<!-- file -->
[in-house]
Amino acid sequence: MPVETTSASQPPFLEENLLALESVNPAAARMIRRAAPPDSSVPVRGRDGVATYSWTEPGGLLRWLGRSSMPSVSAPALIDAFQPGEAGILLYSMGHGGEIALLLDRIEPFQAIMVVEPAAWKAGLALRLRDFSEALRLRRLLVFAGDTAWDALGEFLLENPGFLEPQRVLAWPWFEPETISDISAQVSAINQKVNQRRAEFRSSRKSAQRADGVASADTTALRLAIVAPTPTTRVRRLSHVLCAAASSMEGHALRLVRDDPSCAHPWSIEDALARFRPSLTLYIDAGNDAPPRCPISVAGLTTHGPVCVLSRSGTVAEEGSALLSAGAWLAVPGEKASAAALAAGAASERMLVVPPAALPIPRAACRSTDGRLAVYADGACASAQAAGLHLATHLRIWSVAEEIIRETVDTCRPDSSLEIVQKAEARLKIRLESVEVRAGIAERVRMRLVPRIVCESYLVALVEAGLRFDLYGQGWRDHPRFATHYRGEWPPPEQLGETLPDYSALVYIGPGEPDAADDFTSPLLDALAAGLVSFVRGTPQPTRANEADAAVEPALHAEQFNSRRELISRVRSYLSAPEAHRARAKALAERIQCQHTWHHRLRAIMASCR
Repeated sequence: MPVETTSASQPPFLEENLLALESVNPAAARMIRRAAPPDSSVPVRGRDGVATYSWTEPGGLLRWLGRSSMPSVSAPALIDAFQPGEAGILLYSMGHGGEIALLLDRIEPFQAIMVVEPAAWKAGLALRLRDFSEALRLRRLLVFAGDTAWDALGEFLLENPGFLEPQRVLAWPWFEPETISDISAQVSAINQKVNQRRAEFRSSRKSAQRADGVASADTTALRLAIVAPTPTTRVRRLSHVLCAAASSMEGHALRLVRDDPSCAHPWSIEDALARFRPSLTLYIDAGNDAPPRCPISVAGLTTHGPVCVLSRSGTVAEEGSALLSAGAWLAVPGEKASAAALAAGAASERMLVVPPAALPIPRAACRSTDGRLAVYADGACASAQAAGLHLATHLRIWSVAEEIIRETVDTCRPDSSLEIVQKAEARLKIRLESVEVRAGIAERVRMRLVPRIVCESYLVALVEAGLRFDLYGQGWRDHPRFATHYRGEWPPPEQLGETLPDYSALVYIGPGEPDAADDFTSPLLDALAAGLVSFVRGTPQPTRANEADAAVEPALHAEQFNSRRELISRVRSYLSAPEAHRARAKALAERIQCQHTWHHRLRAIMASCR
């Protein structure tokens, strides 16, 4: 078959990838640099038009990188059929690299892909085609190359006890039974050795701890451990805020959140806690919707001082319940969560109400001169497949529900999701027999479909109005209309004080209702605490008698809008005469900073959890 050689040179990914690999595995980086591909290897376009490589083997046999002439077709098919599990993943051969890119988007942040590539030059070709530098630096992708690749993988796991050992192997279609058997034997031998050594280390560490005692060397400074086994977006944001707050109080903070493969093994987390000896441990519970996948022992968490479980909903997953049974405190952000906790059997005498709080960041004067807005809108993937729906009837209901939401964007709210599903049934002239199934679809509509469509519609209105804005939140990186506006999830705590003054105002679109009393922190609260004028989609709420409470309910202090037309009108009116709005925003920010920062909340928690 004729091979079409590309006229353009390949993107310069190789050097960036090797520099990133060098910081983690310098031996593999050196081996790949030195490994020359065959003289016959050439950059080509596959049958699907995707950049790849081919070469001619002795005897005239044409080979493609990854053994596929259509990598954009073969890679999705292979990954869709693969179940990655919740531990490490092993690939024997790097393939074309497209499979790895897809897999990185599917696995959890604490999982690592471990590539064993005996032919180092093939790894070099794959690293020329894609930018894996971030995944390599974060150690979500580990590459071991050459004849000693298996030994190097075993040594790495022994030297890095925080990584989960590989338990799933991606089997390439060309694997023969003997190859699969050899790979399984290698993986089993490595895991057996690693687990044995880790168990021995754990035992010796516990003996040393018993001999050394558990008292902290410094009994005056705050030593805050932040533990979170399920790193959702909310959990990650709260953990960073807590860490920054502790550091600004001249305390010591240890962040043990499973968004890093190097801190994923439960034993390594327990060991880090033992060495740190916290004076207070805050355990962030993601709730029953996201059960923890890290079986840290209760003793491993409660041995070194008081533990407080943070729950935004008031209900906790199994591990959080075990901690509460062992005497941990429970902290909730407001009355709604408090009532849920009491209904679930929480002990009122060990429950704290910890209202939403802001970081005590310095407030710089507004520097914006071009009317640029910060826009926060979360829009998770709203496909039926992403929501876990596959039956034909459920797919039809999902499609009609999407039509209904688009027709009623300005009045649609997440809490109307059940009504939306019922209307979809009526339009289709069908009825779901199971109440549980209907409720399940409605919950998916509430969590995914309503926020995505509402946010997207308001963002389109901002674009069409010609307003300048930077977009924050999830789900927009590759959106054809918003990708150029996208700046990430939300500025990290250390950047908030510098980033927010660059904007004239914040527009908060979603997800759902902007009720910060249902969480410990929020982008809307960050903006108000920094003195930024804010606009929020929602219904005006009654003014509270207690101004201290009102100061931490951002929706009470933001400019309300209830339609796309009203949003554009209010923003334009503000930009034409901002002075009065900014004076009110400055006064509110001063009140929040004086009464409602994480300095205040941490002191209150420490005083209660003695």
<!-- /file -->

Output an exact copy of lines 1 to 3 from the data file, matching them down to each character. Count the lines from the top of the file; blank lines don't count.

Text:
[in-house]
Amino acid sequence: MPVETTSASQPPFLEENLLALESVNPAAARMIRRAAPPDSSVPVRGRDGVATYSWTEPGGLLRWLGRSSMPSVSAPALIDAFQPGEAGILLYSMGHGGEIALLLDRIEPFQAIMVVEPAAWKAGLALRLRDFSEALRLRRLLVFAGDTAWDALGEFLLENPGFLEPQRVLAWPWFEPETISDISAQVSAINQKVNQRRAEFRSSRKSAQRADGVASADTTALRLAIVAPTPTTRVRRLSHVLCAAASSMEGHALRLVRDDPSCAHPWSIEDALARFRPSLTLYIDAGNDAPPRCPISVAGLTTHGPVCVLSRSGTVAEEGSALLSAGAWLAVPGEKASAAALAAGAASERMLVVPPAALPIPRAACRSTDGRLAVYADGACASAQAAGLHLATHLRIWSVAEEIIRETVDTCRPDSSLEIVQKAEARLKIRLESVEVRAGIAERVRMRLVPRIVCESYLVALVEAGLRFDLYGQGWRDHPRFATHYRGEWPPPEQLGETLPDYSALVYIGPGEPDAADDFTSPLLDALAAGLVSFVRGTPQPTRANEADAAVEPALHAEQFNSRRELISRVRSYLSAPEAHRARAKALAERIQCQHTWHHRLRAIMASCR
Repeated sequence: MPVETTSASQPPFLEENLLALESVNPAAARMIRRAAPPDSSVPVRGRDGVATYSWTEPGGLLRWLGRSSMPSVSAPALIDAFQPGEAGILLYSMGHGGEIALLLDRIEPFQAIMVVEPAAWKAGLALRLRDFSEALRLRRLLVFAGDTAWDALGEFLLENPGFLEPQRVLAWPWFEPETISDISAQVSAINQKVNQRRAEFRSSRKSAQRADGVASADTTALRLAIVAPTPTTRVRRLSHVLCAAASSMEGHALRLVRDDPSCAHPWSIEDALARFRPSLTLYIDAGNDAPPRCPISVAGLTTHGPVCVLSRSGTVAEEGSALLSAGAWLAVPGEKASAAALAAGAASERMLVVPPAALPIPRAACRSTDGRLAVYADGACASAQAAGLHLATHLRIWSVAEEIIRETVDTCRPDSSLEIVQKAEARLKIRLESVEVRAGIAERVRMRLVPRIVCESYLVALVEAGLRFDLYGQGWRDHPRFATHYRGEWPPPEQLGETLPDYSALVYIGPGEPDAADDFTSPLLDALAAGLVSFVRGTPQPTRANEADAAVEPALHAEQFNSRRELISRVRSYLSAPEAHRARAKALAERIQCQHTWHHRLRAIMASCR